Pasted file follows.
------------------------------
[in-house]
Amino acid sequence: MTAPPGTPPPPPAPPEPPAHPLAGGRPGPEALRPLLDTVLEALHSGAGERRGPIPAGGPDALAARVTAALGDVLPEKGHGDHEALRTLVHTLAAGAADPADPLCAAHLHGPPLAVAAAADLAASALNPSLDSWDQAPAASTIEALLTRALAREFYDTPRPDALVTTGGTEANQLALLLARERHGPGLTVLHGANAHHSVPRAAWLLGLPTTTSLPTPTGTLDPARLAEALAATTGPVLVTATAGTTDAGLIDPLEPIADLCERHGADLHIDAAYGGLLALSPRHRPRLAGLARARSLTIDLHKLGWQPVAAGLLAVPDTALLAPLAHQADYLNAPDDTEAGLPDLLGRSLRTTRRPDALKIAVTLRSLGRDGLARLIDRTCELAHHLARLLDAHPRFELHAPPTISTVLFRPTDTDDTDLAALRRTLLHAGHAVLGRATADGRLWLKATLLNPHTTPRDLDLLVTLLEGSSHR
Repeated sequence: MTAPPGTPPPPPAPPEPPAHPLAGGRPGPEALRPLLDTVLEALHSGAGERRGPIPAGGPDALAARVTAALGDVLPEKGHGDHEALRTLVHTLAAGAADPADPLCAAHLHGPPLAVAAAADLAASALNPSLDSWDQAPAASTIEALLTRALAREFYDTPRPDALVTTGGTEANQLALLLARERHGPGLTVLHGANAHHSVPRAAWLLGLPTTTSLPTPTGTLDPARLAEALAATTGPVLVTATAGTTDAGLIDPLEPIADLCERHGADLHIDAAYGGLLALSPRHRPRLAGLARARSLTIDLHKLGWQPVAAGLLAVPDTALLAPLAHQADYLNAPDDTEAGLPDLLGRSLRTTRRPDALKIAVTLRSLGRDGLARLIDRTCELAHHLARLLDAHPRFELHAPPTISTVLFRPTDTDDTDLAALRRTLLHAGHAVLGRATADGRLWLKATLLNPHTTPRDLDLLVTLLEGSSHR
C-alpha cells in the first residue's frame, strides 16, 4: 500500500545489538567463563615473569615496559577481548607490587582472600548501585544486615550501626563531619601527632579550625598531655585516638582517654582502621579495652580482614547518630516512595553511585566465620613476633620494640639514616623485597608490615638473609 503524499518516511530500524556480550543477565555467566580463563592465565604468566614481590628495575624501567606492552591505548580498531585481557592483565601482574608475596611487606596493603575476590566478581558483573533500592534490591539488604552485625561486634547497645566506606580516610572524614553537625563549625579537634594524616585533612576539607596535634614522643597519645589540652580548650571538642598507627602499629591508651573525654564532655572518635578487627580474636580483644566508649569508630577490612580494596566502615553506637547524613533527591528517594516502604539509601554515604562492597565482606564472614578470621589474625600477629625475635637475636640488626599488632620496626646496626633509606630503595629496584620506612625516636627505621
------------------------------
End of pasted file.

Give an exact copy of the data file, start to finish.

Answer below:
[in-house]
Amino acid sequence: MTAPPGTPPPPPAPPEPPAHPLAGGRPGPEALRPLLDTVLEALHSGAGERRGPIPAGGPDALAARVTAALGDVLPEKGHGDHEALRTLVHTLAAGAADPADPLCAAHLHGPPLAVAAAADLAASALNPSLDSWDQAPAASTIEALLTRALAREFYDTPRPDALVTTGGTEANQLALLLARERHGPGLTVLHGANAHHSVPRAAWLLGLPTTTSLPTPTGTLDPARLAEALAATTGPVLVTATAGTTDAGLIDPLEPIADLCERHGADLHIDAAYGGLLALSPRHRPRLAGLARARSLTIDLHKLGWQPVAAGLLAVPDTALLAPLAHQADYLNAPDDTEAGLPDLLGRSLRTTRRPDALKIAVTLRSLGRDGLARLIDRTCELAHHLARLLDAHPRFELHAPPTISTVLFRPTDTDDTDLAALRRTLLHAGHAVLGRATADGRLWLKATLLNPHTTPRDLDLLVTLLEGSSHR
Repeated sequence: MTAPPGTPPPPPAPPEPPAHPLAGGRPGPEALRPLLDTVLEALHSGAGERRGPIPAGGPDALAARVTAALGDVLPEKGHGDHEALRTLVHTLAAGAADPADPLCAAHLHGPPLAVAAAADLAASALNPSLDSWDQAPAASTIEALLTRALAREFYDTPRPDALVTTGGTEANQLALLLARERHGPGLTVLHGANAHHSVPRAAWLLGLPTTTSLPTPTGTLDPARLAEALAATTGPVLVTATAGTTDAGLIDPLEPIADLCERHGADLHIDAAYGGLLALSPRHRPRLAGLARARSLTIDLHKLGWQPVAAGLLAVPDTALLAPLAHQADYLNAPDDTEAGLPDLLGRSLRTTRRPDALKIAVTLRSLGRDGLARLIDRTCELAHHLARLLDAHPRFELHAPPTISTVLFRPTDTDDTDLAALRRTLLHAGHAVLGRATADGRLWLKATLLNPHTTPRDLDLLVTLLEGSSHR
C-alpha cells in the first residue's frame, strides 16, 4: 500500500545489538567463563615473569615496559577481548607490587582472600548501585544486615550501626563531619601527632579550625598531655585516638582517654582502621579495652580482614547518630516512595553511585566465620613476633620494640639514616623485597608490615638473609 503524499518516511530500524556480550543477565555467566580463563592465565604468566614481590628495575624501567606492552591505548580498531585481557592483565601482574608475596611487606596493603575476590566478581558483573533500592534490591539488604552485625561486634547497645566506606580516610572524614553537625563549625579537634594524616585533612576539607596535634614522643597519645589540652580548650571538642598507627602499629591508651573525654564532655572518635578487627580474636580483644566508649569508630577490612580494596566502615553506637547524613533527591528517594516502604539509601554515604562492597565482606564472614578470621589474625600477629625475635637475636640488626599488632620496626646496626633509606630503595629496584620506612625516636627505621